A while back when I first looked at this type I asked a colleague who works on science and technology in the ancient world and their representations in literature what he thought about Crawford’s suggestion that this “staff” is actually a measuring tool, specifically the decempeda. He wrote back that he thought it a plausible identification and added:
“It doesn’t have ten divisions, but I don’t think that matters; it’s clearly some kind of ruler. Also called ‘pertica’: see Propertius 4.1.127-130 for association with land confiscation. And ps.-Vergil Dirae (‘Curses’) line 45.” The key line reads:
What the literary tradition suggests is a generally negative connotation of symbol. An emphasis on the confiscation aspects of its application. Could this really be a numismatic symbol? Is it just a staff? I’ve been a bit ambivalent, until today.
I was skimming for a good Caesar coin or two in the ANS database for my next class and came across this beauty. Outside the time frame of my book project, but still very interesting indeed.
Here we have a young Ti. Sempronius Gracchus (quaestor designate!) trading on the reputation of his famous name by aligning himself with contemporary land distributions, particularly to Caesar’s veterans. Notice the Legionary standards set right next to a plow and our measuring stick.
The flip side of confiscations is always distributions. The power of the measuring stick as political symbol is its appeal to those to benefit from the rearrangement of property holdings. Its power as a literary device is just the opposite.
What resonance would the symbol have in Sicily c. 209-208BC? The Romans certainly engaged in some territorial redistributions on the island as rewards to their allies. I do not want to say RRC 78 refers to any one such confiscation and allocation, but as an illustrative example, I provide a passage from Livy (26.21) that will be quite familiar to numismatists already:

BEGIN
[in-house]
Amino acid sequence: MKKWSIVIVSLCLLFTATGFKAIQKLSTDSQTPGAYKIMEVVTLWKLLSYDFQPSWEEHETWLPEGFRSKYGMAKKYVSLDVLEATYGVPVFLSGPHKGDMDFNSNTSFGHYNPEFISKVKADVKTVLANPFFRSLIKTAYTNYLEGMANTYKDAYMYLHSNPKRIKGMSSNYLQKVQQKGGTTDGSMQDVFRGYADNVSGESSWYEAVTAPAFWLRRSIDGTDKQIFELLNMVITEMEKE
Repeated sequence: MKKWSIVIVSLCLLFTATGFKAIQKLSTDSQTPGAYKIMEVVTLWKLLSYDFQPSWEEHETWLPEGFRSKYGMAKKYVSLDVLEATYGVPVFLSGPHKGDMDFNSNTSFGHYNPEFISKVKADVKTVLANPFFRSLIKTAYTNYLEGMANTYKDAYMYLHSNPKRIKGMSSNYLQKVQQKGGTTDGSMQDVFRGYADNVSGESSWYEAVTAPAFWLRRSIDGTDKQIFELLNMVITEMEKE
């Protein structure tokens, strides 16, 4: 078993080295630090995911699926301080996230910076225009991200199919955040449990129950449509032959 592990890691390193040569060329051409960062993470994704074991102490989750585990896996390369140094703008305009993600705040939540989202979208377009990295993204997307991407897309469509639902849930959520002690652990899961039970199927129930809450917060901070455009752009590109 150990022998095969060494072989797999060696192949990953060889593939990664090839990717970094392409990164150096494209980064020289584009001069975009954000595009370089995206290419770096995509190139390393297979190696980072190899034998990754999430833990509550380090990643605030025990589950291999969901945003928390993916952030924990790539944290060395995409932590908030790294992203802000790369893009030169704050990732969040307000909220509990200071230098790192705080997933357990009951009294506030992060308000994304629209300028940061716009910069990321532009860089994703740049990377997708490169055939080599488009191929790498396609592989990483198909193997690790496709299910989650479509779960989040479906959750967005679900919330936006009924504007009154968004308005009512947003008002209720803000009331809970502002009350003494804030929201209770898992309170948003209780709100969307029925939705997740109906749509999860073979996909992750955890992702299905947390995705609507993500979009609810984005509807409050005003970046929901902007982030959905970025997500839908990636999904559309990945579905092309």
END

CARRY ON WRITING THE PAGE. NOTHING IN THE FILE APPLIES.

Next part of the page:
Not the least conspicuous feature of the spectacle was the sight of Sosis the Syracusan and Moericus the Spaniard who marched in front wearing golden crowns. The former had guided the nocturnal entry into Syracuse, the latter had been the agent in the surrender of Nasos and its garrison. Each of these men received the full Roman citizenship and 500 jugera of land. Sosis was to take his allotment in that part of the Syracusan territory which had belonged to the king or to those who had taken up arms against Rome, and he was allowed to choose any house in Syracuse which had been the property of those who had been put to death under the laws of war. A further order was made that Moericus and the Spaniards should have assigned to them a city and lands in Sicily out of the possessions of those who had revolted from Rome. M. Cornelius was commissioned to select the city and territory for them, where he thought best, and 400 jugera in the same district were also decreed as a gift to Belligenes through whose instrumentality Moericus had been induced to change sides. After Marcellus’ departure from Sicily a Carthaginian fleet landed a force of 8000 infantry and 3000 Numidian horse. The cities of Murgentia and Ergetium revolted to them, and their example was followed by Hybla and Macella and some other less important places. Muttines and his Numidians were also roaming all through the island and laying waste the fields of Rome’s allies with fire. To add to these troubles the Roman army bitterly resented not being withdrawn from the province with their commander and also not being allowed to winter in the towns. Consequently they were very remiss in their military duties; in fact it was only the absence of a leader that prevented them from breaking out into open mutiny. In spite of these difficulties the praetor M. Cornelius succeeded by remonstrances and reassurances in calming the temper of his men, and then reduced all the revolted cities to submission. In pursuance of the senate’s orders he selected Murgentia [i.e. Morgantina], one of those cities, for the settlement of Moericus and his Spaniards.